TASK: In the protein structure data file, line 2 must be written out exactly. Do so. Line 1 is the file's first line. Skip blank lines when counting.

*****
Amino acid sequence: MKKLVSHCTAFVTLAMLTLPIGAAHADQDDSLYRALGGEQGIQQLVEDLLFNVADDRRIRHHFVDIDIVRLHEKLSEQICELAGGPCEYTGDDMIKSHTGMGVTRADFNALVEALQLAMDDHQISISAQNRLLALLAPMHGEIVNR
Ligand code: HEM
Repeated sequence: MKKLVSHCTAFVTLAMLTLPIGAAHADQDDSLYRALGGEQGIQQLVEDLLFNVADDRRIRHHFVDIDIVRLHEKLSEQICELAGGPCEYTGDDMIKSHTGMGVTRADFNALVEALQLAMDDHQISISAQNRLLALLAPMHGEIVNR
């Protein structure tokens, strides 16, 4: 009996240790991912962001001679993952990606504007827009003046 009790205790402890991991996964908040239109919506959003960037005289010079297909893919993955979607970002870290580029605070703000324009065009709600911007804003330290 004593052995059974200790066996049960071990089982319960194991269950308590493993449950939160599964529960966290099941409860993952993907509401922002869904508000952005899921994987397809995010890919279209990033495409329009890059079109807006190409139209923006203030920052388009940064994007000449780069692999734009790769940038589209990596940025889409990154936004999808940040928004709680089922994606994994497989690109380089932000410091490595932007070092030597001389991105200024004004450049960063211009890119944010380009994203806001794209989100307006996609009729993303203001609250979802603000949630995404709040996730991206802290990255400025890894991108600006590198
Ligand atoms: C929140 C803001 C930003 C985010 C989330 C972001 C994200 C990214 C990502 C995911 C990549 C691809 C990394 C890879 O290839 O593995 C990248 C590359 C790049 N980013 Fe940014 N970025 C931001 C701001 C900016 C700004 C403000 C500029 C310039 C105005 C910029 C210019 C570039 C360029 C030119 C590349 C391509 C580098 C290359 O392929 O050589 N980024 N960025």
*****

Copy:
Ligand code: HEM